But Manteaw said many who attended the hearings didn't understand the technical jargon, and the hearings turned into "fanfares" touting the benefits oil would bring. Jones disagreed, saying the company has tried hard to manage expectations.

Western tribal chiefs have demanded a percentage of the oil revenue, but the Ministry of Energy's Bawa said that would open a "Pandora's Box" and that there are other ways to support affected communities. The oil project is employing hundreds of Ghanaians, and communities already are under pressure as more families move into the area.

In a country where only police are seen as more corrupt than politicians, some tribal chiefs have appointed themselves to be government watchdogs.

Jones recalled a meeting in which a group of tribal chiefs were informed that the state-owned Ghana National Petroleum Corporation would be responsible for offloading the government's share of oil.

A tribal chief only half-jokingly warned a GNPC official in these approximate words: "I am going to have a man on the beach in Takoradi watching the oil leave [western Ghana] and a man in Tema [the location of an oil refinery in east Ghana] watching it arrive. And if it doesn't, I'm going to come looking for you."

(Related: Learn about Ghana on National Geographic Kids)

(Related: Explore the music of Ghana at National Geographic World Music)

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How Does Green Screen Work?

Chuck Peters Wed, 12/25/2013 - 8:50pm

How do you move characters around in a world that lives only in your imagination? By following this easy step-by-step guide to going green.

Through the magic of video effects and technology, you can superimpose your subjects onto virtual backgrounds, place them over animated digital backdrops or transport them to a desert oasis. You can shrink down a full-grown man so he can stand on a tabletop, use visual effects to make him fly through the sky like a superhero or simply simulate your own TV weather report. But to do it right, you’re going to need a lot of green. No, we’re not talking about money. The green we mean comes in the form of a green screen. The secret to pulling your subject out of the real world and placing him or her into a digital domain is chromakey, and that means going green. In this article we’ll cover all the essentials you need to know to pull off keen, clean keys and composite digital backdrops and virtual backgrounds into your edits.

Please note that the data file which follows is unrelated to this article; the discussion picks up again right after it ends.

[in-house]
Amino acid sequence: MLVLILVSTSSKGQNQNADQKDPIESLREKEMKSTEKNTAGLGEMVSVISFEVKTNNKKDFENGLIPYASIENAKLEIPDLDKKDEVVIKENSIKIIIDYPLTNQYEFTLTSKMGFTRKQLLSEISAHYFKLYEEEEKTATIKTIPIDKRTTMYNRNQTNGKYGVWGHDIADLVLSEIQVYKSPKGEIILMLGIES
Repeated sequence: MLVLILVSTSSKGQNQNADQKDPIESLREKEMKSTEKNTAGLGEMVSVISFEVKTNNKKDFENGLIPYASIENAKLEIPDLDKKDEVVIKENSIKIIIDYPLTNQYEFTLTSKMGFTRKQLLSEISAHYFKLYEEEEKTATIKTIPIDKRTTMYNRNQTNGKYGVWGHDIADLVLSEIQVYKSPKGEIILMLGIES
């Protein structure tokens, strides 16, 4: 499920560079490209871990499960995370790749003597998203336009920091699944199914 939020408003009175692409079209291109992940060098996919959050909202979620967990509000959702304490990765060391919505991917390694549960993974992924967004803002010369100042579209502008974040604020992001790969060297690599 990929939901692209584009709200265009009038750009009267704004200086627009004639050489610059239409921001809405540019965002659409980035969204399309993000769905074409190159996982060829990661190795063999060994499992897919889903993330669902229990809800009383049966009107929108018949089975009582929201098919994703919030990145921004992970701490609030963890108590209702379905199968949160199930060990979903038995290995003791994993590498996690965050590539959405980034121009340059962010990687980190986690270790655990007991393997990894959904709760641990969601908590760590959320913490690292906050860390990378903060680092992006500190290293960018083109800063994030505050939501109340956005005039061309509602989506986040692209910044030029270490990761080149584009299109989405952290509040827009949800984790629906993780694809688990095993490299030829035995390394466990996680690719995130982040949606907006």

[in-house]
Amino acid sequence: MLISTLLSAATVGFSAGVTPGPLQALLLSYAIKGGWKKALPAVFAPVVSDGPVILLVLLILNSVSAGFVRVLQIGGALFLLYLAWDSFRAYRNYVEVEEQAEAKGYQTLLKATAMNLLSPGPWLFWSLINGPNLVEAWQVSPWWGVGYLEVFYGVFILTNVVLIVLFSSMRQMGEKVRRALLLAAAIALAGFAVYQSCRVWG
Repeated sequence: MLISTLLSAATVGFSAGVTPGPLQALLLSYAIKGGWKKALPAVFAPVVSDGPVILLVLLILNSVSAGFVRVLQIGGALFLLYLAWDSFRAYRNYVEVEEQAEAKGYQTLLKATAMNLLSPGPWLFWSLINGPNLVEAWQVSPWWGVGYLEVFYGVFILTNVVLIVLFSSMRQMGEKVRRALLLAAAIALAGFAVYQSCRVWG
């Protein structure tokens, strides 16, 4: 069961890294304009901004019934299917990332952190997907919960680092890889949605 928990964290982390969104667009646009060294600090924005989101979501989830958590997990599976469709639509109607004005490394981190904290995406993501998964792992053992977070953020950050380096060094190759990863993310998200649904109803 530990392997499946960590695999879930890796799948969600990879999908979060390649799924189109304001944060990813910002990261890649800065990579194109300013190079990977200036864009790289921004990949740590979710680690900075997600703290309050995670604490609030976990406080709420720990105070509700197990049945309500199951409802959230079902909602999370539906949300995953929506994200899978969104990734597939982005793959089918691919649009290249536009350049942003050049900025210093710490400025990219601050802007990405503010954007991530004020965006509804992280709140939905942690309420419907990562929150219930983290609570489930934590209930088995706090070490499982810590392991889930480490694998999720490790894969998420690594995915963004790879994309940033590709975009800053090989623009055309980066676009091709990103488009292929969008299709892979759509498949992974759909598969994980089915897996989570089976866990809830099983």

What is Keying?

Keying is the process of isolating a single color or brightness value in an electronic image and using software to make that value transparent, allowing another image to show through the affected areas. Luminance keying, or lumakeying, is the process of keying out a brightness value or range, like black or white. Luminance keys are often used for applying mattes. Color keying, or chromakeying, identifies a specific color to remove.

Why Green?

Many people use the terms chromakeying and greenscreening interchangeably, but the principle that powers chrominance keying is not limited to the green parts of the spectrum. In the visual effects world of Hollywood, blue screens are far more common than green. In fact, you can key out any color; red, yellow, purple or pink, blue and yes, green. So why is that odd and ugly shade of green the hue of choice for television and video? The biggest factor is contrast. In order to isolate one area from the rest, the background color must be distinctly different. Bright green beats blue partially because it is not a color commonly worn by talent. Any clothing that matches the background too closely will also key out, punching a hole in your subject’s body, or making him invisible altogether. We narrowly escaped a chromakey crisis a few years ago when I was working at a Northern California TV station. One St. Patrick’s Day our wacky weatherman showed up to work dressed head-to-toe in a bright green leprechaun suit. Fortunately, we quickly pointed out the flaw in his logic and he was able to find a change of clothes before it was time to go live.